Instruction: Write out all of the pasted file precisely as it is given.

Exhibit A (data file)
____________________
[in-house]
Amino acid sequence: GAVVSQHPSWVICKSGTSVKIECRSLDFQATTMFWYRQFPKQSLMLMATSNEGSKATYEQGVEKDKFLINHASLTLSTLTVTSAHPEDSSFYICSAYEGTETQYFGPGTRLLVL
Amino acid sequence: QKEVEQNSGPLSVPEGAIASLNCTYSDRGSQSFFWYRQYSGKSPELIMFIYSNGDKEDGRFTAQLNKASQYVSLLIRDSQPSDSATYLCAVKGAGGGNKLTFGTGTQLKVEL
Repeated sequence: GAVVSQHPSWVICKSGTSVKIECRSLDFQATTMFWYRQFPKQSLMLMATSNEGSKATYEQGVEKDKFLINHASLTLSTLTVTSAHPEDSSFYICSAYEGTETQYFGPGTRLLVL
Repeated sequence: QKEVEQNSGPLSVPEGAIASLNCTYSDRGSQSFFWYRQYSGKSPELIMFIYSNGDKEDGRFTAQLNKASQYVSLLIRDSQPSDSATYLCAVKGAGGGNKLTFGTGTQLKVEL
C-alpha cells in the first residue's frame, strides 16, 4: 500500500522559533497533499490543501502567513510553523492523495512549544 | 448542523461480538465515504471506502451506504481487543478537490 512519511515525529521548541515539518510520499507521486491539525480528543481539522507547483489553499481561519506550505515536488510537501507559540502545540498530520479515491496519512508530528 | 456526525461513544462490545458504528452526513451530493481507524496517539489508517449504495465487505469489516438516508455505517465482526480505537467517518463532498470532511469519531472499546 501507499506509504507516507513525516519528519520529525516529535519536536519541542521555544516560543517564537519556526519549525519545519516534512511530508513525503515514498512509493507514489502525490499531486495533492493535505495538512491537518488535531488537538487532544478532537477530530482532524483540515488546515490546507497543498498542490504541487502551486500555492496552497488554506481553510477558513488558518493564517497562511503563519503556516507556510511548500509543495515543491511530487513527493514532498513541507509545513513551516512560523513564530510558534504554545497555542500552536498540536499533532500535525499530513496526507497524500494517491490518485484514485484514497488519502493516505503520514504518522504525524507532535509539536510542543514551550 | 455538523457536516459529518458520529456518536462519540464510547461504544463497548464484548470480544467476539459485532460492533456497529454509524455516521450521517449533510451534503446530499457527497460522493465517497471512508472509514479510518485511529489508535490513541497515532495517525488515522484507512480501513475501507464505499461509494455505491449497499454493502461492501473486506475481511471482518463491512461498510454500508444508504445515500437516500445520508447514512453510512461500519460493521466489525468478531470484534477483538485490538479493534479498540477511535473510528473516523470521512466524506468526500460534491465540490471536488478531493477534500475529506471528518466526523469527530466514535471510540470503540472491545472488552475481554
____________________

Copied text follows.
[in-house]
Amino acid sequence: GAVVSQHPSWVICKSGTSVKIECRSLDFQATTMFWYRQFPKQSLMLMATSNEGSKATYEQGVEKDKFLINHASLTLSTLTVTSAHPEDSSFYICSAYEGTETQYFGPGTRLLVL
Amino acid sequence: QKEVEQNSGPLSVPEGAIASLNCTYSDRGSQSFFWYRQYSGKSPELIMFIYSNGDKEDGRFTAQLNKASQYVSLLIRDSQPSDSATYLCAVKGAGGGNKLTFGTGTQLKVEL
Repeated sequence: GAVVSQHPSWVICKSGTSVKIECRSLDFQATTMFWYRQFPKQSLMLMATSNEGSKATYEQGVEKDKFLINHASLTLSTLTVTSAHPEDSSFYICSAYEGTETQYFGPGTRLLVL
Repeated sequence: QKEVEQNSGPLSVPEGAIASLNCTYSDRGSQSFFWYRQYSGKSPELIMFIYSNGDKEDGRFTAQLNKASQYVSLLIRDSQPSDSATYLCAVKGAGGGNKLTFGTGTQLKVEL
C-alpha cells in the first residue's frame, strides 16, 4: 500500500522559533497533499490543501502567513510553523492523495512549544 | 448542523461480538465515504471506502451506504481487543478537490 512519511515525529521548541515539518510520499507521486491539525480528543481539522507547483489553499481561519506550505515536488510537501507559540502545540498530520479515491496519512508530528 | 456526525461513544462490545458504528452526513451530493481507524496517539489508517449504495465487505469489516438516508455505517465482526480505537467517518463532498470532511469519531472499546 501507499506509504507516507513525516519528519520529525516529535519536536519541542521555544516560543517564537519556526519549525519545519516534512511530508513525503515514498512509493507514489502525490499531486495533492493535505495538512491537518488535531488537538487532544478532537477530530482532524483540515488546515490546507497543498498542490504541487502551486500555492496552497488554506481553510477558513488558518493564517497562511503563519503556516507556510511548500509543495515543491511530487513527493514532498513541507509545513513551516512560523513564530510558534504554545497555542500552536498540536499533532500535525499530513496526507497524500494517491490518485484514485484514497488519502493516505503520514504518522504525524507532535509539536510542543514551550 | 455538523457536516459529518458520529456518536462519540464510547461504544463497548464484548470480544467476539459485532460492533456497529454509524455516521450521517449533510451534503446530499457527497460522493465517497471512508472509514479510518485511529489508535490513541497515532495517525488515522484507512480501513475501507464505499461509494455505491449497499454493502461492501473486506475481511471482518463491512461498510454500508444508504445515500437516500445520508447514512453510512461500519460493521466489525468478531470484534477483538485490538479493534479498540477511535473510528473516523470521512466524506468526500460534491465540490471536488478531493477534500475529506471528518466526523469527530466514535471510540470503540472491545472488552475481554